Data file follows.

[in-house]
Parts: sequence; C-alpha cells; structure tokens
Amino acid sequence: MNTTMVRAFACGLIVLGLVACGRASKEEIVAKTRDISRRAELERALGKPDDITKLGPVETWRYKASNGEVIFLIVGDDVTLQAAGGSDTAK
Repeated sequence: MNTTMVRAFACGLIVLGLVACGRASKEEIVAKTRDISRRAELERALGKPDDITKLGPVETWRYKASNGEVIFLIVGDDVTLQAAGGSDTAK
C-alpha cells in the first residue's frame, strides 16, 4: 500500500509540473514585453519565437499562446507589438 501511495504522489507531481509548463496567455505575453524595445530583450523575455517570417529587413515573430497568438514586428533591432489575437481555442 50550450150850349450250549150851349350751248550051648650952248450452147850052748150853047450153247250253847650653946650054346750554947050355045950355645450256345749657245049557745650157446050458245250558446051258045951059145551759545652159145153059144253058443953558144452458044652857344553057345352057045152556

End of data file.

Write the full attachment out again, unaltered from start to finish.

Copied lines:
[in-house]
Parts: sequence; C-alpha cells; structure tokens
Amino acid sequence: MNTTMVRAFACGLIVLGLVACGRASKEEIVAKTRDISRRAELERALGKPDDITKLGPVETWRYKASNGEVIFLIVGDDVTLQAAGGSDTAK
Repeated sequence: MNTTMVRAFACGLIVLGLVACGRASKEEIVAKTRDISRRAELERALGKPDDITKLGPVETWRYKASNGEVIFLIVGDDVTLQAAGGSDTAK
C-alpha cells in the first residue's frame, strides 16, 4: 500500500509540473514585453519565437499562446507589438 501511495504522489507531481509548463496567455505575453524595445530583450523575455517570417529587413515573430497568438514586428533591432489575437481555442 50550450150850349450250549150851349350751248550051648650952248450452147850052748150853047450153247250253847650653946650054346750554947050355045950355645450256345749657245049557745650157446050458245250558446051258045951059145551759545652159145153059144253058443953558144452458044652857344553057345352057045152556